Internal Marketing: 4 Steps to Closing Your Brand’s Missing Link
Mar 9, 2015Merrie Beth Salazar
2 minute read
While a strong company image can set a business apart, organizations of all sizes often overlook the critical link their employees play in building and establishing a brand in the marketplace.
In a Bloomberg Business article by Steve McKee, the author implores readers to not neglect the internal marketing of your business, enforcing it as “the missing link between perception and reality, promise and delivery, effective marketing and positive outcomes.”
But how do you know if your business is on the right track, reinforcing your brand within your organization? Consider the following foundational internal marketing checkpoints, and give yourself an honest rating of how your business performs:
1 - Do your employees know their role in organizational goals?
Oftentimes employees lose sight of the larger vision for their organization. They get bogged down in the issue facing them at the moment and neglect the vision that holds your brand together.
All employees within your organization are a critical part of achieving your business goals, from accounting to sales. Identifying a short, memorable rallying cry for your vision that employees can use as a filter in their day-to-day business decisions ensure everyone works towards the same goals.
If you’re coming up a little short, take a page from the Ritz Carlton, who is famously in the business of “ladies and gentlemen serving ladies and gentlemen.” Their vision is short and sweet, reinforced through training, and easy for employees to remember when faced with even the most difficult guest.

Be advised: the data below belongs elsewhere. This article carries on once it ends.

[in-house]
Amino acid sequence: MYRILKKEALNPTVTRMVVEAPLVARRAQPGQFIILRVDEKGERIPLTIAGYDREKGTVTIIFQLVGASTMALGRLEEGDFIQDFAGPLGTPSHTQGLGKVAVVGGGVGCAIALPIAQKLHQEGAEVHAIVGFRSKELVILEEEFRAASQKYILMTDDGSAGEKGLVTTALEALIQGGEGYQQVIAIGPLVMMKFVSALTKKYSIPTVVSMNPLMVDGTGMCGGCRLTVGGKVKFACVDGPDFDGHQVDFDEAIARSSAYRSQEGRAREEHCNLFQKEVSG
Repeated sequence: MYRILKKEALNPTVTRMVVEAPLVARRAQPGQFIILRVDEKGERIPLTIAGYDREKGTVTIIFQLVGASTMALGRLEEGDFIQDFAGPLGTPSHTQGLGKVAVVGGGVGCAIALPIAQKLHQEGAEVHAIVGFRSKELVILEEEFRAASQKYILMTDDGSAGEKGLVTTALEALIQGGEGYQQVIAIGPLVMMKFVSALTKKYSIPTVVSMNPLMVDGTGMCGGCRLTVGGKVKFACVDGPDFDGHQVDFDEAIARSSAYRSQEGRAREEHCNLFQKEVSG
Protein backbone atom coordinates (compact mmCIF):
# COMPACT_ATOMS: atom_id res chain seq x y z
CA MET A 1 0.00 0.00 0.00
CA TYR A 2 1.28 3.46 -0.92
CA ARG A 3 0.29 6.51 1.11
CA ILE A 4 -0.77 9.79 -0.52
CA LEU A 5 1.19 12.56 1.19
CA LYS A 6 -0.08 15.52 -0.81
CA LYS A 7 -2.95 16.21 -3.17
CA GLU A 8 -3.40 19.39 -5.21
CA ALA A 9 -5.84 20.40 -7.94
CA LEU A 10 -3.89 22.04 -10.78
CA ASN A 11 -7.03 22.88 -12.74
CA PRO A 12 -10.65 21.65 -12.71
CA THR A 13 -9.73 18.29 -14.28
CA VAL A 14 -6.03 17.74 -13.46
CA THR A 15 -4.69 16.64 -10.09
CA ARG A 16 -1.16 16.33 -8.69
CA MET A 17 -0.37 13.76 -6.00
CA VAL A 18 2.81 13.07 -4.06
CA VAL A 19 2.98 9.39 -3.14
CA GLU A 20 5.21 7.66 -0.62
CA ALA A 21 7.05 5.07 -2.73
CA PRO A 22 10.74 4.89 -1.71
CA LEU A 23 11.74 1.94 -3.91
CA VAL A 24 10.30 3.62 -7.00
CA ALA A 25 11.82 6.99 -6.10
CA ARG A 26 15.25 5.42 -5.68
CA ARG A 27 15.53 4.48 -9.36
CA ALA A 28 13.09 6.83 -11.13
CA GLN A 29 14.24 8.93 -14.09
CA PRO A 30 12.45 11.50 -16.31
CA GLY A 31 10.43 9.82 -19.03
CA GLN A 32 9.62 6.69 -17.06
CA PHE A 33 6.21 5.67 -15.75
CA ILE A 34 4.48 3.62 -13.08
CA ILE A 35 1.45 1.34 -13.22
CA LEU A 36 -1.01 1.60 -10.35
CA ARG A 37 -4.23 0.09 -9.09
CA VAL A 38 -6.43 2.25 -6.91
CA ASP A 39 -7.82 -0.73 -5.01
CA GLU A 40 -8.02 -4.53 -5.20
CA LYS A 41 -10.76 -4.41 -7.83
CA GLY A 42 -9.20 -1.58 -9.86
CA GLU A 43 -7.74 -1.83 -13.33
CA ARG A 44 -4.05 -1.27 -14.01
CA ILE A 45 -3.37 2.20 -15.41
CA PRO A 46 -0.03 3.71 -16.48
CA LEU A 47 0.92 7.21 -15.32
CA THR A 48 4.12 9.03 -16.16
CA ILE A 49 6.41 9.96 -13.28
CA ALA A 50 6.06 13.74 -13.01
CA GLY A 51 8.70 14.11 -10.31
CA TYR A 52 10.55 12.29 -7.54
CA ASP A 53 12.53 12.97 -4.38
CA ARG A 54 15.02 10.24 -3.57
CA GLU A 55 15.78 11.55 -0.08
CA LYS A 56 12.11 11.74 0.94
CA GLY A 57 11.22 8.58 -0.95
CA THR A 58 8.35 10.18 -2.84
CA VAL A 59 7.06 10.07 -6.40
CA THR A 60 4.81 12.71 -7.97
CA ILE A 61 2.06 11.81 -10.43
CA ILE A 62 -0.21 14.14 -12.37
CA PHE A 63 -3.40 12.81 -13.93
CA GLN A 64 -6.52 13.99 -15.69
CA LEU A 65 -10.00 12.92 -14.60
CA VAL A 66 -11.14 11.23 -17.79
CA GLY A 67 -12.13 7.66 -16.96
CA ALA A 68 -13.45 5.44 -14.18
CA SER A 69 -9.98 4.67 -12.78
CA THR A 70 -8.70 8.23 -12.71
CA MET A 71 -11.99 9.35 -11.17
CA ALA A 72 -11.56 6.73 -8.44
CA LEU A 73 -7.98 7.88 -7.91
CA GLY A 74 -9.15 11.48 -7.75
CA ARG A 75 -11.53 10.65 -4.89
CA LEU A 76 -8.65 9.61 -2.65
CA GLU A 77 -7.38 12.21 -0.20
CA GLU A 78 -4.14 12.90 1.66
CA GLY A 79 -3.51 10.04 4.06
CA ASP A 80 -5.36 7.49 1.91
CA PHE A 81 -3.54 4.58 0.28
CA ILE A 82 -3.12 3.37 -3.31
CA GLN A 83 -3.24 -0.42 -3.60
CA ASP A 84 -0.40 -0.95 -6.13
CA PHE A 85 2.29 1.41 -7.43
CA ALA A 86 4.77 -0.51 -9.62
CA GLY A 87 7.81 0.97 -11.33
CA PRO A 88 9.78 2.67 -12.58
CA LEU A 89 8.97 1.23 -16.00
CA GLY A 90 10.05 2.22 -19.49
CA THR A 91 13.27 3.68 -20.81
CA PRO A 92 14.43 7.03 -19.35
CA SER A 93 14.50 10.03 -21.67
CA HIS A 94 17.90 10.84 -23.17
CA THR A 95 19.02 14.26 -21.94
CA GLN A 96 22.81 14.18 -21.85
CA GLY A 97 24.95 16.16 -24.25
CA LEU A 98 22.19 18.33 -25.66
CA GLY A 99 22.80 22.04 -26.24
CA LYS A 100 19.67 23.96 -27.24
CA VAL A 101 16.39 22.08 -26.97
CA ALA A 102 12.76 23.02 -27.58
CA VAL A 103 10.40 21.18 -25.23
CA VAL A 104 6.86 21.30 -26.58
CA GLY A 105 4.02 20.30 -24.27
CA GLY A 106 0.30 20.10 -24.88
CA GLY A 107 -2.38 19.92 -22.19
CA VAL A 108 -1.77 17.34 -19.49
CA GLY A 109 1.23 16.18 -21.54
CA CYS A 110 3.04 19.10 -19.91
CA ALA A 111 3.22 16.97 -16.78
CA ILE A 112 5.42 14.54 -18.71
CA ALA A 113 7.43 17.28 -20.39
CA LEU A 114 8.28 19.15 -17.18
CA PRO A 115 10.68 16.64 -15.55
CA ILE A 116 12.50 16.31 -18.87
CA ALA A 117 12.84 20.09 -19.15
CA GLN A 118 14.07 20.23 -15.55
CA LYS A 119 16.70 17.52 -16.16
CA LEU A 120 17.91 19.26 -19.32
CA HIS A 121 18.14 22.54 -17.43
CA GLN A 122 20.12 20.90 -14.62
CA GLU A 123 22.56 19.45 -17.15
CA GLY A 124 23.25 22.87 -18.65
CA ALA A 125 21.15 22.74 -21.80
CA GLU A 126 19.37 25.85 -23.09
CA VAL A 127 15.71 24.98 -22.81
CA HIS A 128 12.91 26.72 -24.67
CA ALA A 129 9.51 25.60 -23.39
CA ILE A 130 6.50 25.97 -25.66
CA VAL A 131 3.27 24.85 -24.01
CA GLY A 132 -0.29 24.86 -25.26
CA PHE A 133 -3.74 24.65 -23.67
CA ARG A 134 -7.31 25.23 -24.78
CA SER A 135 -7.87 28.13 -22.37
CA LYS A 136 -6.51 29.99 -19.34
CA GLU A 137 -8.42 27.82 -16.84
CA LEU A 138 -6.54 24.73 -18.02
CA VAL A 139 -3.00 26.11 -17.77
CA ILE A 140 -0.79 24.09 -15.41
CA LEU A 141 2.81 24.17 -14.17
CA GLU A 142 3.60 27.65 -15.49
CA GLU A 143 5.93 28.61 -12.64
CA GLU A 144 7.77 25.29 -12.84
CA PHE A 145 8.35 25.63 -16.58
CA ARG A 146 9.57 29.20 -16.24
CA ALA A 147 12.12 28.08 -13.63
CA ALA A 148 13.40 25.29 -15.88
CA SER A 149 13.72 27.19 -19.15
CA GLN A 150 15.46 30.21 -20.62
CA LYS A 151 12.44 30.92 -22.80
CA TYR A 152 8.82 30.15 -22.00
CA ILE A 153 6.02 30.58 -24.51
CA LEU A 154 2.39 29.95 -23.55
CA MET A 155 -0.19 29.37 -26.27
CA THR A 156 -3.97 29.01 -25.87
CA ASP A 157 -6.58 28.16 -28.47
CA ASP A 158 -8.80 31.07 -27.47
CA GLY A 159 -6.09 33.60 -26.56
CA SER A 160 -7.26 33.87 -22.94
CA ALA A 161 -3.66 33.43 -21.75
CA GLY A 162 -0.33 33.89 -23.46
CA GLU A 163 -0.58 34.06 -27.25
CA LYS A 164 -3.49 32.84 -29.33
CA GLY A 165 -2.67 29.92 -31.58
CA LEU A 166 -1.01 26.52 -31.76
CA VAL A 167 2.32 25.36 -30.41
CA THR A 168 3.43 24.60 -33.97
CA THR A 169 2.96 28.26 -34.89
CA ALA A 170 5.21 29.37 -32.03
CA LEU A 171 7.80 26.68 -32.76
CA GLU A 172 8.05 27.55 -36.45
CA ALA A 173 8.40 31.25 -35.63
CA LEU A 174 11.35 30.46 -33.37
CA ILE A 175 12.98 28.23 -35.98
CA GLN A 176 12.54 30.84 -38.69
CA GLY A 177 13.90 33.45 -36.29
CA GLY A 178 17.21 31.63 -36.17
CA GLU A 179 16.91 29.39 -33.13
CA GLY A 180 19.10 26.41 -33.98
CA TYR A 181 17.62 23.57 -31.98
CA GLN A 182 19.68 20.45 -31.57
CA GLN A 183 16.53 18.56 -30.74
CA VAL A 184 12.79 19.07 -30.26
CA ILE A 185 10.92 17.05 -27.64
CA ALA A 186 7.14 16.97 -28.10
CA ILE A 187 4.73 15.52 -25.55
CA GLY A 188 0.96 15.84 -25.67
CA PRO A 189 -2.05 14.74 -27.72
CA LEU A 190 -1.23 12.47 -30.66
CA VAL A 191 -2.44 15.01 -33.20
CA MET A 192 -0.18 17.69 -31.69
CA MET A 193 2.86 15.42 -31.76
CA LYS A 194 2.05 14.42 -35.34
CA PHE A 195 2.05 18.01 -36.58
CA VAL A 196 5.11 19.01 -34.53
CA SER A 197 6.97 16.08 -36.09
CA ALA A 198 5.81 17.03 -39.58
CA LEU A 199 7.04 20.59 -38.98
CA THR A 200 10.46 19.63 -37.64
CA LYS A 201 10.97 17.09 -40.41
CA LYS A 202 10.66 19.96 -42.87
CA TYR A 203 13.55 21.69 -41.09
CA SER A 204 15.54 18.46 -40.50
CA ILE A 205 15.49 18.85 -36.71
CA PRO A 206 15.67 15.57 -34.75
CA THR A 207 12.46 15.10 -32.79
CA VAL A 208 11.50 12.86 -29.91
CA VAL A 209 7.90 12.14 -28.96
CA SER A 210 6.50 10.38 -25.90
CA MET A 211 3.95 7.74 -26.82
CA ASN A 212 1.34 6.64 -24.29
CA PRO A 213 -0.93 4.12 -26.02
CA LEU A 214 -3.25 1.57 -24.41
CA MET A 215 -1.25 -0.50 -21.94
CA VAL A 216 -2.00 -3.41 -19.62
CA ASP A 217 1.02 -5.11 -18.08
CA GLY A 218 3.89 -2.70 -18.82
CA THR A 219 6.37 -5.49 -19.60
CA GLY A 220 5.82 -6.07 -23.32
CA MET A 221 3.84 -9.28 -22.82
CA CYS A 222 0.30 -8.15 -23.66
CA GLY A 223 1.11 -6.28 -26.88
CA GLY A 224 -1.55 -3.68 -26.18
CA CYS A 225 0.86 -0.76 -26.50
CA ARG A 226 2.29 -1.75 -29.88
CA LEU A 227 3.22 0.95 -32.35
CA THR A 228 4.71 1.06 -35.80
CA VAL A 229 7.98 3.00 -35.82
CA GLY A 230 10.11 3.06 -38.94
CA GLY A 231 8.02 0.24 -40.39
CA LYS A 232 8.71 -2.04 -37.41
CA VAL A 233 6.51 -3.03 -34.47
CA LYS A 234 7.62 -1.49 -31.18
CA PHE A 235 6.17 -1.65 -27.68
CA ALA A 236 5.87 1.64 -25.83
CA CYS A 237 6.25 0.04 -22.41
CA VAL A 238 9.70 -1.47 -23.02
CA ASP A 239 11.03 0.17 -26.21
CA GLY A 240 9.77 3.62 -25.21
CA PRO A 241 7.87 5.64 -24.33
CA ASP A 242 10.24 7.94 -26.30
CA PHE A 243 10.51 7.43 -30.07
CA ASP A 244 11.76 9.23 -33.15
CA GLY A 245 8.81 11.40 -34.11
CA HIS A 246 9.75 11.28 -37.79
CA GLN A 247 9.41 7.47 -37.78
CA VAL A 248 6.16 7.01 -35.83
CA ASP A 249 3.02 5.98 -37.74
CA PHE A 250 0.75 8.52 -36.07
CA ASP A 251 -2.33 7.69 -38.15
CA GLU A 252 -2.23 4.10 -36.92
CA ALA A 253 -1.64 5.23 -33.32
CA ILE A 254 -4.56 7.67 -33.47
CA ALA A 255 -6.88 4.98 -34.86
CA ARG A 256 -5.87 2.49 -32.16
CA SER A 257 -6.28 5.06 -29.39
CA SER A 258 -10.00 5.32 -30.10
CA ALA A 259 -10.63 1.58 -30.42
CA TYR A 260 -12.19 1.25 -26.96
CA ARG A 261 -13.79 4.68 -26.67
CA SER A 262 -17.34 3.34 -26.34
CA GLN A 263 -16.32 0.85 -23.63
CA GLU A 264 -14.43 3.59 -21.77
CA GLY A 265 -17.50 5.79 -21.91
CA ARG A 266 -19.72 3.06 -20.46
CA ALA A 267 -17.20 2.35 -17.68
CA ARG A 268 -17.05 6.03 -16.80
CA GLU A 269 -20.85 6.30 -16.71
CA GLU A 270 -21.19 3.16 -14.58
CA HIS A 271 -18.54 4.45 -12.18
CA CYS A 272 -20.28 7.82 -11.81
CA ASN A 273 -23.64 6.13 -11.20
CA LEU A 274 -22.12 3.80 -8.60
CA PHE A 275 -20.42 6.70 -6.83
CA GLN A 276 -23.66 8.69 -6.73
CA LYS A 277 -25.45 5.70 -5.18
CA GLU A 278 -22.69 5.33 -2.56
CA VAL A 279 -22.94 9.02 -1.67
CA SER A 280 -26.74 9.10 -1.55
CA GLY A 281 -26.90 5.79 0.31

2 - Do employees really understand your customers?
One of the greatest assets of any business has the employees that regularly interact with its customers. They see firsthand the reactions and interactions with your products and services on a daily basis.
Are you capitalizing on this key connection to reinforce your brand? Creating “client personas” is a hot topic in the B2B marketing world that easily translates to a first step in tackling this internal marketing challenge.
Educate your employees on the types of customers you serve, in a general sense. Help them to identify loyal customers versus first time visitors in a quick interaction. By investing in educating your staff on who your customers are, you will create a deeper connection between the two groups and give them tools that help them feel confident when they represent your brand to your consumers.
3 - Are employees involved in improving customer satisfaction?
How many times have you faced an issue with a business, only to hear back “I’ll have to get my manager.” It’s deflating to employees and leaves a bad taste in the mouth of busy consumers. Smart businesses empower their employees to be brand advocates and solve problems using all the resources available to them.
Zappos is a great example. There, customer service reps are not measured by how long they stay on the phone. In fact, there are no KPIs around phone time – a customer call-in that took 10 hours to resolve was even rewarded! Zappos CEO Tony Hsieh sees customer interaction as a marketing opportunity to build customer experience, and insists that his phone reps create connections that enforce the real people behind the brand.
While your business may not operate a huge call center, start by brainstorming a list of things that only customer- facing managers in your organization have the ability to do, and bring together a group of out-of-the-box thinkers to see if there are ways to invent a new approach.
4 - Are employee’s efforts to take care of customer recognized?
It may seem like a no-brainer, but unless you recognize outstanding work by your employees to be the face of the brand to your customers, you cannot expect it to just happen. As you think about and develop and internal marketing campaign, be sure to include a step that rewards any member of the organization that truly lives your brand promise with your customers.
While it’s true internal marketing is an additional strategy on the plates of already-overloaded brand managers, when done right, the value it brings back to the organization will put a renewed focus on your brand and the customers you serve – a worthwhile investment for any business.
About the Author
Merrie Beth SalazarView All of Merrie's Blogs